formulations available today to provide the mechanical strength of modern
porcelains. Better clays combined with alumina in modern porcelains and more
precise processing resulted in added strength and better uniformity to porcelains.
Until recently, broken porcelains could not be repaired. If a generator bushing
suffered a thermal crack or a broken skirt, the bushings had to be replaced. New
materials and new processing procedures have made porcelain repairs more
commonplace. It is now possible to repair or replace broken sections of porcelain
with a polymer ceramic material. The unique characteristics of a polymer ceramic are
that it can match the thermal expansion and contraction of the porcelain, and is
stronger mechanically and electrically than porcelain. The polymer ceramics are
formed chemically and do not require firing or heat. This eliminates the hazards of
subjecting the original porcelain to possible thermal cracking.
Broken porcelain skirts or chips are replaced in the field or factory. It is a simple
process of cleaning the broken area with diamond abrasives. The porcelain surface is
then prepared mechanically, and treated chemically for maximum adherence of the
polymer ceramic material. A metal mold is field or factory constructed and applied to
the broken area to shape the polymer ceramic to conform to the porcelain surface.
The polymer ceramic material is mixed and poured into the mold. After a few
minutes to allow the polymer ceramics to cure, the mold is striped from the repaired
area. The surface of the new area is coated with a fluorourethane material to match
the porcelain glaze in color and gloss. The repair of a typical broken skirt takes
approximately 2-4 hours in the field.
Often porcelains are damaged in the field due to excessive thermal stress or hydrogen
explosions. These damages can be quite severe. Repair of severely damaged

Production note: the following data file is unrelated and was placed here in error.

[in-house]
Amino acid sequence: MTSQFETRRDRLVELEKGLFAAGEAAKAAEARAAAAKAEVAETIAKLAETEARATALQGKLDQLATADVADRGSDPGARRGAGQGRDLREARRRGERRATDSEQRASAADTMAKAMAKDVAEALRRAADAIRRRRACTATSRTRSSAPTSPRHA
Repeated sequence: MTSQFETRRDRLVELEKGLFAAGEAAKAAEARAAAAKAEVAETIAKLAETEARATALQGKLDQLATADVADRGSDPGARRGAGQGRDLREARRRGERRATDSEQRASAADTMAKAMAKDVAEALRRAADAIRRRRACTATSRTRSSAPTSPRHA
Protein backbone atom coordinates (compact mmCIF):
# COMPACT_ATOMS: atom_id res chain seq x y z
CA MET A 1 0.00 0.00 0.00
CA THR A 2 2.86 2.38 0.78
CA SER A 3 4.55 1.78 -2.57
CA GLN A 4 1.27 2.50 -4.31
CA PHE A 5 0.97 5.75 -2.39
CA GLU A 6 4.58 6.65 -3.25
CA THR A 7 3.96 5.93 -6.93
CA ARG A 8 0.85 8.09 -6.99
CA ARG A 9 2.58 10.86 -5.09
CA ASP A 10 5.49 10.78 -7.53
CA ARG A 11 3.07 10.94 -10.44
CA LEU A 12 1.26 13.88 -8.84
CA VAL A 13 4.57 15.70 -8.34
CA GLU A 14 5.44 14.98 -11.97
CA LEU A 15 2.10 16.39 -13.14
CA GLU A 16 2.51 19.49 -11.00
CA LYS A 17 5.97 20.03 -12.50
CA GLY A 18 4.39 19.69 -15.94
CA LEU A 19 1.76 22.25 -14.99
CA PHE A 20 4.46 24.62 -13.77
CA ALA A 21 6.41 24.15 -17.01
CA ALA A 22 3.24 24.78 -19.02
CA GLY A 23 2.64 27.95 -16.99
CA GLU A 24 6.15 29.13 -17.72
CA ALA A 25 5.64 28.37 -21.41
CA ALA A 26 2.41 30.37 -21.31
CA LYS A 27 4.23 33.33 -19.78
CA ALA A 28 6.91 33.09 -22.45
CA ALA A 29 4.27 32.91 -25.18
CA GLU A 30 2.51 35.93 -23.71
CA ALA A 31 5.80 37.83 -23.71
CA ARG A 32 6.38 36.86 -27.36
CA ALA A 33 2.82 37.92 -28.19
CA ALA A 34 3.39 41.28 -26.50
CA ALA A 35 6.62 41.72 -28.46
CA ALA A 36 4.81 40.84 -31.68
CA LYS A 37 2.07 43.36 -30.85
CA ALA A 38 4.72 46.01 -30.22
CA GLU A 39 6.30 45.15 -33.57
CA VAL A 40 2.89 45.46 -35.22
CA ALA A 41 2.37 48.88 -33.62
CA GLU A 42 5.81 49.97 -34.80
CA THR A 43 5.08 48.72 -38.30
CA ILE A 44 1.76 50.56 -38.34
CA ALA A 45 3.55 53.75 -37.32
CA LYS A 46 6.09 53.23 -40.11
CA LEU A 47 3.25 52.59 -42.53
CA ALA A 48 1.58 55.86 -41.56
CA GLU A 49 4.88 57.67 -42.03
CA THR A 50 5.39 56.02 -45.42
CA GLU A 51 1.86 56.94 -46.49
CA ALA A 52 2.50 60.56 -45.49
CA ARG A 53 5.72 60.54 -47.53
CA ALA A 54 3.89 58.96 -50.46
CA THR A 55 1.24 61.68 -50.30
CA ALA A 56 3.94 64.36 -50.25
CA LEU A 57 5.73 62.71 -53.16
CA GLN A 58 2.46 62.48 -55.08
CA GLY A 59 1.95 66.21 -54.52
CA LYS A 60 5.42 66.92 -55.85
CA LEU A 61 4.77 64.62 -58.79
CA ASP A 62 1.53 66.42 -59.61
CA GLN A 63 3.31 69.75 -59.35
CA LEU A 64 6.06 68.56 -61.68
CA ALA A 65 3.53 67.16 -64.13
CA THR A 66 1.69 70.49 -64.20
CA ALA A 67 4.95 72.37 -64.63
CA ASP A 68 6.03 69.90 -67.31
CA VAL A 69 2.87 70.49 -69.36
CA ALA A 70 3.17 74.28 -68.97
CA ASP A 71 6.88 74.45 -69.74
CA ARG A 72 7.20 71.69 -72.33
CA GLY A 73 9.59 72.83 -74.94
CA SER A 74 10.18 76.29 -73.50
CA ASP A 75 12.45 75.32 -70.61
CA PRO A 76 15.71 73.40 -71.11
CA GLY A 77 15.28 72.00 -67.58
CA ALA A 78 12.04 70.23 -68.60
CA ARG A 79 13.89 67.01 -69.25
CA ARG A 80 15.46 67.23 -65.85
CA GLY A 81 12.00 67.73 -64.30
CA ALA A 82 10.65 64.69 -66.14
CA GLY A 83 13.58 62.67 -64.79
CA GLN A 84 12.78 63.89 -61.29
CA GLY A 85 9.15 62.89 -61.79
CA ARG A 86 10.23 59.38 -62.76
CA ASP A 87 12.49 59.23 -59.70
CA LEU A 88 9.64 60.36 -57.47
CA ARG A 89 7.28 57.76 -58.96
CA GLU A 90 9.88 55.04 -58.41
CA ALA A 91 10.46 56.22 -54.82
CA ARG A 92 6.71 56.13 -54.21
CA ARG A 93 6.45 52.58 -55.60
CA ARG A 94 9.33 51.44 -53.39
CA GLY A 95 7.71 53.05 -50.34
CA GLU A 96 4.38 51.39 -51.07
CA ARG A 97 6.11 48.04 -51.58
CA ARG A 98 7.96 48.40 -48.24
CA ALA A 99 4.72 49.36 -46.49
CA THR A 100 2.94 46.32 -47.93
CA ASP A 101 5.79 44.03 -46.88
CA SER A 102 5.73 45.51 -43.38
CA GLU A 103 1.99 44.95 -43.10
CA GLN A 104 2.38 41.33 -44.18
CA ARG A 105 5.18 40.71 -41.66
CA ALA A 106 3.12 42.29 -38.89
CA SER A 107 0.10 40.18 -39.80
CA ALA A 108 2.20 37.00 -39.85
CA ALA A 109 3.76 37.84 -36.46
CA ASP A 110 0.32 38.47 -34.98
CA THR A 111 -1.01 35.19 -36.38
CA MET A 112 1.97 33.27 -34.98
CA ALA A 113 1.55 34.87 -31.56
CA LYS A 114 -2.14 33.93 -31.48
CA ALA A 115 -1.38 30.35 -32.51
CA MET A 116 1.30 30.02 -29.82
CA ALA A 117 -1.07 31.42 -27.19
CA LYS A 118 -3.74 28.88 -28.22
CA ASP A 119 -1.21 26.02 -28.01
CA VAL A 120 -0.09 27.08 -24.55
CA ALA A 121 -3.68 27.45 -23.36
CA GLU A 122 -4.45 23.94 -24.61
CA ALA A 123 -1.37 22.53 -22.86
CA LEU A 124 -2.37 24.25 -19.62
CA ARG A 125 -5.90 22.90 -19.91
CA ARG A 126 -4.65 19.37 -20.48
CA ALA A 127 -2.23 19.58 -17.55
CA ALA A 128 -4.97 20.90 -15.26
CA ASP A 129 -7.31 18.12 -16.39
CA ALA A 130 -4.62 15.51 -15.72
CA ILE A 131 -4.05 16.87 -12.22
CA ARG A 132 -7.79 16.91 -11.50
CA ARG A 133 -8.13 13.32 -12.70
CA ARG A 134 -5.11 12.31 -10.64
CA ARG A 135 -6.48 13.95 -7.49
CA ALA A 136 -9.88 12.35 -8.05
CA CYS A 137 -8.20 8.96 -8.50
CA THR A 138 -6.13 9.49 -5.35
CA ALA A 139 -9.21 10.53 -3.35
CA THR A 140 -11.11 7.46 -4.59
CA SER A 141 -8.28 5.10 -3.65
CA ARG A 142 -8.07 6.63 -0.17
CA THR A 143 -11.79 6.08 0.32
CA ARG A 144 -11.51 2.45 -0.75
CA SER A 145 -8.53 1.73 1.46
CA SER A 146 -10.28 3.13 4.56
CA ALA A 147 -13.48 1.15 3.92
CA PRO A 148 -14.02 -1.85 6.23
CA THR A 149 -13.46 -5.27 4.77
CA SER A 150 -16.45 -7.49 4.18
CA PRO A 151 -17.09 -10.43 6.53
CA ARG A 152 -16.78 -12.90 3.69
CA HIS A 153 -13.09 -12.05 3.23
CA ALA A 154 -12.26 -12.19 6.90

porcelains can only be made in the factory with proper equipment available.
Fortunately, these repairs can be accomplished rapidly, usually within one to two
days. The repaired sections are of equal or greater mechanical and electrical strength
than the original porcelain.
DIELECTRICS & TESTING
Generator bushings are generally large diameter compared to their equivalent
bushings in substation equipment. This is a result of the lower voltage and higher
currents required by the generator bushings. It is seldom a problem to meet the
dielectric requirements of a generator bushing, as there is more than ample room
between the conductor and the mounting flange to provide adequate dielectric
strength. Most dielectric tests (such as the Doble power factor test) are used to detect
cracks in the porcelain, rather than to determine the adequacy of the bushing’s
Materials such as the asphalts used in generator bushings are more to dissipate the
heat away from the conductor and to the porcelain, than to provide dielectric strength.
Simple Megger tests in the field and or a 60Hz Hi-Pot test in the factory or field is
generally adequate. Checking partial discharge during the 60Hz Hi-Pot test is
desirable to ascertain the adequacy of the design and dielectrics of the bushing.
NEW BUSHING DESIGN & MATERIAL
Within the last few years, a new material and design for generator bushings has been
introduced to the industry. The material is a polymer ceramic with a history of over
20 years in the field as an outdoor insulator on utility systems. It is chemically
constructed as slurry, consisting of 87% silica and 13% resin composition. It can be
poured into a mold to cure without heat. The curing reaction is completely
chemically. Cure time is less than 20 minutes.
The polymer ceramic material has been thoroughly tested both in the laboratory and
in the field. The polymer ceramic test data is attached (see Fig 1) and compared with
fired porcelain test data used for bushing manufacturing. In all electrical and
mechanical tests, it is the equivalent of, or exceeds the requirements of porcelain.
A polymer ceramic generator bushing simplifies the design of the bushing. The